Let’s take a look at the landscape. Fifty percent of community college students and twenty percent of four-year students need to complete remedial core competencies before advancing to a degree program. The cost: $4 billion every year. This is an unsustainable system. The burden on state and federal education resources must be addressed before more students are sent to college unprepared.

    From my perspective in a career working across the educational system, there are three core areas where modest improvements would lead to lower remediation costs and more students obtaining the skills they need.

    Assess outcomes at every stage. For decades, educational investment policies have been driven by “old metrics” such as the quality of facilities and class size. These are important, but with the technologies and methods we have now, we can focus on the ability of a lesson plan to deliver results. These can be achieved in real time, without waiting for test results. High stakes tests have a role in education, but they are a lagging indicator and do not allow for immediate intervention if a student, or a class, is struggling.

    Efficacy of products and services is a critical concept for the entire education industry. School districts, teachers and taxpayers alike all need to be able to see the utility of every tool that’s used and every dollar that’s spent.

    Ed tech is a catalyst. Students today are digital natives and expect a seamless integration between technology and the classroom experience. The largest 1:1 digital learning initiative, in Huntsville, Alabama, is already paying off. The district saw reading scores improve by 18% and math scores improve by 27% in just two years from 2011 to 2013. The graduation rate improved 14% over the same period. Students’ digital habits are helping to raise standards, and we need to be prepared to meet their expectations with learning that’s available anytime, anywhere.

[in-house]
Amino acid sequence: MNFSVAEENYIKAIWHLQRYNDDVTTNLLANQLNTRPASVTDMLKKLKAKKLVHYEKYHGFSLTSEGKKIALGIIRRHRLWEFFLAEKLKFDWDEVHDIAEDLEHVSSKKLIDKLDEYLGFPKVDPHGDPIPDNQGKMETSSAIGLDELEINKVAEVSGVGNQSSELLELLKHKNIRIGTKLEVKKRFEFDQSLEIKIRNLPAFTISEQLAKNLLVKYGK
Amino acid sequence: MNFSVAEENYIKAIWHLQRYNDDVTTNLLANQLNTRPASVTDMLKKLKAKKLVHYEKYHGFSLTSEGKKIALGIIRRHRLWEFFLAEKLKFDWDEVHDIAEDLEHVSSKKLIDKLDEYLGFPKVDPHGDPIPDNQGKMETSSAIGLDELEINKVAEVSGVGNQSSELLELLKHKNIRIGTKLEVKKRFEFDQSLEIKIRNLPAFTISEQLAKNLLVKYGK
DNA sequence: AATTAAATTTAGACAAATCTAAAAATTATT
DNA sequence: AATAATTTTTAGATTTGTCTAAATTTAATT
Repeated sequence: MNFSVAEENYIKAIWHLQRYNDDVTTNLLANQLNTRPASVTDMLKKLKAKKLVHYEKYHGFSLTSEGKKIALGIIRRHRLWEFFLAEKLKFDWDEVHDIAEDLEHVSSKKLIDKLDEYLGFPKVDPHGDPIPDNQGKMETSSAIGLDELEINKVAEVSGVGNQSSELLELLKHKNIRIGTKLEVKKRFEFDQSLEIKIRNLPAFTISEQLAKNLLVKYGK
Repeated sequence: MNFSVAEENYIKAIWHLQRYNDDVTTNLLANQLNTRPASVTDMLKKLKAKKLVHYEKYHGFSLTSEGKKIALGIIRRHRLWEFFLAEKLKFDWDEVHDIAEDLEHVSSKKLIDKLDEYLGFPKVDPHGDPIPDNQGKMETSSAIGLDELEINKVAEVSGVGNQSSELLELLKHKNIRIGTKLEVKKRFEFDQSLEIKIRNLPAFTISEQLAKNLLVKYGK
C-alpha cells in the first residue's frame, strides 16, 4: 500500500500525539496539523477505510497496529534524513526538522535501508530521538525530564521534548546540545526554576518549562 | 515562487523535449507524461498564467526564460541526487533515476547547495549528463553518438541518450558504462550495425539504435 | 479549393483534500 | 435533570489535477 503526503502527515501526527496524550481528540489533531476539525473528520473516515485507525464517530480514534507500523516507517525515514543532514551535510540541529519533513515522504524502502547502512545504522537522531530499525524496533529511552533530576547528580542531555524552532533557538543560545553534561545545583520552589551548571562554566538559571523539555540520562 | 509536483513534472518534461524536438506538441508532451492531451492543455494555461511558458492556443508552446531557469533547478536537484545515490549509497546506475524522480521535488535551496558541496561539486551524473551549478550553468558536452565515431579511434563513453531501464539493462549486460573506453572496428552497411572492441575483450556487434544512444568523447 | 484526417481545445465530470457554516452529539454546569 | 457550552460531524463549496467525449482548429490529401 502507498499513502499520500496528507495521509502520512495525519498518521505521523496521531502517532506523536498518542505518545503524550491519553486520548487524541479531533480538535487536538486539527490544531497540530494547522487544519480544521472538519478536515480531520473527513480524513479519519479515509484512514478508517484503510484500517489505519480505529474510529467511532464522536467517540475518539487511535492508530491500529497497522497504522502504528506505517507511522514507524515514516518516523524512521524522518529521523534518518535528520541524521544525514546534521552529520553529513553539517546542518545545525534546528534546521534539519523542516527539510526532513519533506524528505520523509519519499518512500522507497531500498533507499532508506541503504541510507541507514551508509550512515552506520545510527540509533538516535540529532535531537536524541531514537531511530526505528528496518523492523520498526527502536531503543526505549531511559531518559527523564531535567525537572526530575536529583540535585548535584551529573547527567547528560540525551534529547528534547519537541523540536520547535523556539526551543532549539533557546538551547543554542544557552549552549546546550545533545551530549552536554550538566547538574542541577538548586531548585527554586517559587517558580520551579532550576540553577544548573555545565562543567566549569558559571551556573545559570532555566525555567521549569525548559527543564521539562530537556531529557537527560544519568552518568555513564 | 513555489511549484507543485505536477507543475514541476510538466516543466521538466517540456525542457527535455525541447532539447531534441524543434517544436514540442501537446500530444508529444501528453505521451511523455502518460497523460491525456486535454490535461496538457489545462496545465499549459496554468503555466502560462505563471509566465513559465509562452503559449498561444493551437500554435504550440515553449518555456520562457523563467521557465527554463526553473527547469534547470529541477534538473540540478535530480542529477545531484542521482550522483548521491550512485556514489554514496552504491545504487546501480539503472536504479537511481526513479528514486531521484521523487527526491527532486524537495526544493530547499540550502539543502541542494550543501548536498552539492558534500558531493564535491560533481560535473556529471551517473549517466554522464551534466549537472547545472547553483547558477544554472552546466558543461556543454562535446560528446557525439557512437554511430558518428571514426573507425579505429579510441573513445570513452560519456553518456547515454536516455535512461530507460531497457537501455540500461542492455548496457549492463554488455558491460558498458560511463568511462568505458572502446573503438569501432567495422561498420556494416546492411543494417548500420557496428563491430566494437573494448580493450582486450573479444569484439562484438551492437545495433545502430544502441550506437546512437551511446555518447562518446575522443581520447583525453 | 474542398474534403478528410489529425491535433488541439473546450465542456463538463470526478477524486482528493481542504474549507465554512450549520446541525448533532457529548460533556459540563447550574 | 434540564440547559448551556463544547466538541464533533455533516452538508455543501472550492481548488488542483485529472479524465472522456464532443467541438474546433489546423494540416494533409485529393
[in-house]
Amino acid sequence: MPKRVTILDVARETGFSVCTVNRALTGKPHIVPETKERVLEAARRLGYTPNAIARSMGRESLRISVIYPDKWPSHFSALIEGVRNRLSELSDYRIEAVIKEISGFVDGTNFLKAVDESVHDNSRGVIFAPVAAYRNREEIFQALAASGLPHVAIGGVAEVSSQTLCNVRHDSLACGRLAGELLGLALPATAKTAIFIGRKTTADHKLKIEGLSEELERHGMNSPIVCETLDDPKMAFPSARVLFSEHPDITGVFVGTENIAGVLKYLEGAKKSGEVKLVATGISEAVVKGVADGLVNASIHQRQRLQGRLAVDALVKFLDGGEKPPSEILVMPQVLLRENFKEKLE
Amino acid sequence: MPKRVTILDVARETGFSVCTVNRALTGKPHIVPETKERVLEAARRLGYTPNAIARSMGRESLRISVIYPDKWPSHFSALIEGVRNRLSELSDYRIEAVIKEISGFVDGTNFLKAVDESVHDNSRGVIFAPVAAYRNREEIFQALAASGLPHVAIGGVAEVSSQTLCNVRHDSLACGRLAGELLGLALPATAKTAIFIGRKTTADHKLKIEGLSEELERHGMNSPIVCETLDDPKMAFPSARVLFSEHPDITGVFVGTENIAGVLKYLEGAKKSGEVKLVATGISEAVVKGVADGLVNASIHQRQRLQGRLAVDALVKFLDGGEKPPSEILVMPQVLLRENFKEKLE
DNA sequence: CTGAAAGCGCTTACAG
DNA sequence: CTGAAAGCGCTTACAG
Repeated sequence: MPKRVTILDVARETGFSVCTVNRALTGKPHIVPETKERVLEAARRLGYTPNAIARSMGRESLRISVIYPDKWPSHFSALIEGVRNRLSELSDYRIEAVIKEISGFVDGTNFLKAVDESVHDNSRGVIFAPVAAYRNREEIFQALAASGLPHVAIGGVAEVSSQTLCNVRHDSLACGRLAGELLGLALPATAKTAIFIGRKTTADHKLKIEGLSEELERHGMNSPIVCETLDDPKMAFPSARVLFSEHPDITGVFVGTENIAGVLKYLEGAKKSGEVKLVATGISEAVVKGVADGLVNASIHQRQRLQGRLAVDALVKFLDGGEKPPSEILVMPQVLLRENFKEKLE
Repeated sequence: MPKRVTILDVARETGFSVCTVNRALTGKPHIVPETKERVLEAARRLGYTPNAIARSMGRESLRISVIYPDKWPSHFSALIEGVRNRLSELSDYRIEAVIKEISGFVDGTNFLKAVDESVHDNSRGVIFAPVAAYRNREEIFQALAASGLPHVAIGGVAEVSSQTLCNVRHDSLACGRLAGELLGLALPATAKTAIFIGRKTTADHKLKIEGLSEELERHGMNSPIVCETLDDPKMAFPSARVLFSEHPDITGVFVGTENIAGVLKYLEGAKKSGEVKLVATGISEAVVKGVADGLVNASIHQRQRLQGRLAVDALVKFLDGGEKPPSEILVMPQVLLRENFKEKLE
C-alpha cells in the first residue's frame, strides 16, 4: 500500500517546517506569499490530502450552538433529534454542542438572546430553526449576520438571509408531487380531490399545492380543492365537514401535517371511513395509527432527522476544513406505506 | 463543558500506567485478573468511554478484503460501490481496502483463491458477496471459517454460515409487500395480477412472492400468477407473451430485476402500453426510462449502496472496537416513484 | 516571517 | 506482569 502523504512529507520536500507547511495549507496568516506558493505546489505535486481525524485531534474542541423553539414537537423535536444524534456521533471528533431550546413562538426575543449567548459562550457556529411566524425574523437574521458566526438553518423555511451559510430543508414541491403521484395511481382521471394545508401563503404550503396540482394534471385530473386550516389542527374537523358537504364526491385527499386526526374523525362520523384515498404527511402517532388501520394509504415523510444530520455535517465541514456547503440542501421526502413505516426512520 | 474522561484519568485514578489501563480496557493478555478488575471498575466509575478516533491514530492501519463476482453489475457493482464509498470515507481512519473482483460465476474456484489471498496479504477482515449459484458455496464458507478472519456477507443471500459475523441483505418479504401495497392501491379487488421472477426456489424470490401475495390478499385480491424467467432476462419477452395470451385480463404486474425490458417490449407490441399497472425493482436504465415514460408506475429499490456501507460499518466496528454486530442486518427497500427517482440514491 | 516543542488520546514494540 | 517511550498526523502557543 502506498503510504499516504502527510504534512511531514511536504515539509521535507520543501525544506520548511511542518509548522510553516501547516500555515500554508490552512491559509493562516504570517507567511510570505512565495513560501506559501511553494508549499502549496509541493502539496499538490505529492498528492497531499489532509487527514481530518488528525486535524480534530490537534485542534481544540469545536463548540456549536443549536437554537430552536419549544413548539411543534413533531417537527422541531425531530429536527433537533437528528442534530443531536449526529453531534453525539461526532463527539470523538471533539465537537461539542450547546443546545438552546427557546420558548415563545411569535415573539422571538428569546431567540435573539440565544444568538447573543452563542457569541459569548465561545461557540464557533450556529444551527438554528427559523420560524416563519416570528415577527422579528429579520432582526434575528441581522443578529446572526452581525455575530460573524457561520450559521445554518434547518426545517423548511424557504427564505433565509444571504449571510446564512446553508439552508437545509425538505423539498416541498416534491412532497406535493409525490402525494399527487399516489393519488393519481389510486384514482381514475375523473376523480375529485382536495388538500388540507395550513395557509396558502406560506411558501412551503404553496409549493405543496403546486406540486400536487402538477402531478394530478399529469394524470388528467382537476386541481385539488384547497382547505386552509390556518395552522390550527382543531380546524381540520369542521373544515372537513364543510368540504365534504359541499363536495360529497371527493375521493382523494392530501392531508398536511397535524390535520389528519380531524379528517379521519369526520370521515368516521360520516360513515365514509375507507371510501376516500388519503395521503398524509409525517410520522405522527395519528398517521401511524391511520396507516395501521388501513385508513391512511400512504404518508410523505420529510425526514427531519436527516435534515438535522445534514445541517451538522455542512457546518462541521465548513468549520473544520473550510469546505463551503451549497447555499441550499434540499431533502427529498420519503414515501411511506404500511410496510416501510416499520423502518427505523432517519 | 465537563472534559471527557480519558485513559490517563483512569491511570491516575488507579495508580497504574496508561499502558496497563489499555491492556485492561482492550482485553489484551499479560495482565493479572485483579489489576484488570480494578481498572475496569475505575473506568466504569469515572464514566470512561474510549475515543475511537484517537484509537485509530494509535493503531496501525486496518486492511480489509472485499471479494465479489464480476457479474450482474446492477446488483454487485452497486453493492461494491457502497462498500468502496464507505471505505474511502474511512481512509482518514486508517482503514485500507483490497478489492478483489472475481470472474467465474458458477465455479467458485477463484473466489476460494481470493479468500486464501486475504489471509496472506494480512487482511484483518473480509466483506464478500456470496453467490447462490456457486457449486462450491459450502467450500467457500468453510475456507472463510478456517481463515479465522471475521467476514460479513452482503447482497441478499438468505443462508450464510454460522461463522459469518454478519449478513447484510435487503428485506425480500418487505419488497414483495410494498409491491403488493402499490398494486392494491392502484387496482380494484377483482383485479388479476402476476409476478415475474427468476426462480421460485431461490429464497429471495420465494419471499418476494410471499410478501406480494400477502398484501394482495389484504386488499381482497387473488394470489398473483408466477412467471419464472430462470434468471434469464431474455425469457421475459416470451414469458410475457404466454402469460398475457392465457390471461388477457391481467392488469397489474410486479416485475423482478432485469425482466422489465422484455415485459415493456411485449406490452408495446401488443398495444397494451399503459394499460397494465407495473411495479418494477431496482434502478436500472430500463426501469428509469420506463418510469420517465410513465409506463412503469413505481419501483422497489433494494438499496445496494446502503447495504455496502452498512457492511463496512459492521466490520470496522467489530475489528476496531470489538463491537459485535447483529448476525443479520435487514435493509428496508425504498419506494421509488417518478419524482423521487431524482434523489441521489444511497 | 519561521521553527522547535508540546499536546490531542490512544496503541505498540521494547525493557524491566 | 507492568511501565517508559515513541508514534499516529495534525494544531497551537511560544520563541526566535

But it’s not the only answer. We know that pouring money into new devices doesn’t solve the educational puzzle. New tools are only effective when teachers are trained on how those tools can help them identify their students’ challenges, and help them overcome them. Better equipping our teachers to make a difference with good professional development is a smart investment.

    As instruction methods evolve, so too should evaluation and accreditation. Competency-based learning means using mastery as the metric of student success instead of the amount of time spent in class. With more flexibility and focus on the student, remedial needs could be cut from whole semesters of coursework down to modules for the specific skills a student needs to progress.

    Remediation is a huge impediment to students even finishing a degree, as the time and money required to master essential skills often put the dream out of reach. Enabling more students to go to college for little or no cost is the right thing to do, so we need to ensure that we’re preparing all our students for success in college and in the workplace that follows. The value of a college education is only as good as the ability to gain new skills, instead of relearning old ones.

    ***

    This article was originally published on thehill.com.

    read more
Sorry, there are no blog posts to display.